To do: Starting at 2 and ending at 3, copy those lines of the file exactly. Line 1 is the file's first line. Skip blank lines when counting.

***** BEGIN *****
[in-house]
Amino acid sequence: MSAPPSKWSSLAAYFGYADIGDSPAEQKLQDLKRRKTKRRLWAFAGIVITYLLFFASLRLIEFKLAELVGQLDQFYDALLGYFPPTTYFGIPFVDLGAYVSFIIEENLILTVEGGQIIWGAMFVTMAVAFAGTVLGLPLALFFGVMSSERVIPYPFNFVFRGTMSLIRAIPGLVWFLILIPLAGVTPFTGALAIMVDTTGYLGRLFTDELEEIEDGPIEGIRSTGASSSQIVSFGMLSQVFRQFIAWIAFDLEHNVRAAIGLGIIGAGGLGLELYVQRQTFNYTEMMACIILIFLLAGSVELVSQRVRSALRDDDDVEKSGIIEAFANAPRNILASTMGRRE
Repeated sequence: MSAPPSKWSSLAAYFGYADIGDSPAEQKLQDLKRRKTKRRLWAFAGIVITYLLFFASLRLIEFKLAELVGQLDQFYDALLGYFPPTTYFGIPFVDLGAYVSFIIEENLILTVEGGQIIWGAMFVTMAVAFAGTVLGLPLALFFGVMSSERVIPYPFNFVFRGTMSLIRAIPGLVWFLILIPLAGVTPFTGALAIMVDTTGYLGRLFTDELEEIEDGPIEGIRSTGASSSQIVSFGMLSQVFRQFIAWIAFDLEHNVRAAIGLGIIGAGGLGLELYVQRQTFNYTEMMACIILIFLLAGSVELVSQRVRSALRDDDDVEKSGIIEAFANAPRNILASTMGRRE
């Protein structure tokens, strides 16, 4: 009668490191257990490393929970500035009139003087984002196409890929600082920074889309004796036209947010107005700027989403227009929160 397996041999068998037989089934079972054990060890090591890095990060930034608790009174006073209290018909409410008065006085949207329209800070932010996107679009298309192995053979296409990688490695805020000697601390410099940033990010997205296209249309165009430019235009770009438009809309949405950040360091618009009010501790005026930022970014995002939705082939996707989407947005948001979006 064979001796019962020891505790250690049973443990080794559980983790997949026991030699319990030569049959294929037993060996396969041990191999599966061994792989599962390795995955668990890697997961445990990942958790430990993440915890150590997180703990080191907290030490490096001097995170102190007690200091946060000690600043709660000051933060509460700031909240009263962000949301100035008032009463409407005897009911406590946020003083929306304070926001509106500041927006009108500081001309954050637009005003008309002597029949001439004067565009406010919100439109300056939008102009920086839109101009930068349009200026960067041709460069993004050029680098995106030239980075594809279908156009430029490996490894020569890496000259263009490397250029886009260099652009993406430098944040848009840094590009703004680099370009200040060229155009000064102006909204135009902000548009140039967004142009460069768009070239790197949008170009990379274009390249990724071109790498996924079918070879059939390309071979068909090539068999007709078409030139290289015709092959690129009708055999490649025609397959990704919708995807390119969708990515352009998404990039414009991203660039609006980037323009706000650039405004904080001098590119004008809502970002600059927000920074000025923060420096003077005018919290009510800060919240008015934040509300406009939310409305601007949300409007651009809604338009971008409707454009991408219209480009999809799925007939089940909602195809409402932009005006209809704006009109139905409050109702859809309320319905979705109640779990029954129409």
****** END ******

Amino acid sequence: MSAPPSKWSSLAAYFGYADIGDSPAEQKLQDLKRRKTKRRLWAFAGIVITYLLFFASLRLIEFKLAELVGQLDQFYDALLGYFPPTTYFGIPFVDLGAYVSFIIEENLILTVEGGQIIWGAMFVTMAVAFAGTVLGLPLALFFGVMSSERVIPYPFNFVFRGTMSLIRAIPGLVWFLILIPLAGVTPFTGALAIMVDTTGYLGRLFTDELEEIEDGPIEGIRSTGASSSQIVSFGMLSQVFRQFIAWIAFDLEHNVRAAIGLGIIGAGGLGLELYVQRQTFNYTEMMACIILIFLLAGSVELVSQRVRSALRDDDDVEKSGIIEAFANAPRNILASTMGRRE
Repeated sequence: MSAPPSKWSSLAAYFGYADIGDSPAEQKLQDLKRRKTKRRLWAFAGIVITYLLFFASLRLIEFKLAELVGQLDQFYDALLGYFPPTTYFGIPFVDLGAYVSFIIEENLILTVEGGQIIWGAMFVTMAVAFAGTVLGLPLALFFGVMSSERVIPYPFNFVFRGTMSLIRAIPGLVWFLILIPLAGVTPFTGALAIMVDTTGYLGRLFTDELEEIEDGPIEGIRSTGASSSQIVSFGMLSQVFRQFIAWIAFDLEHNVRAAIGLGIIGAGGLGLELYVQRQTFNYTEMMACIILIFLLAGSVELVSQRVRSALRDDDDVEKSGIIEAFANAPRNILASTMGRRE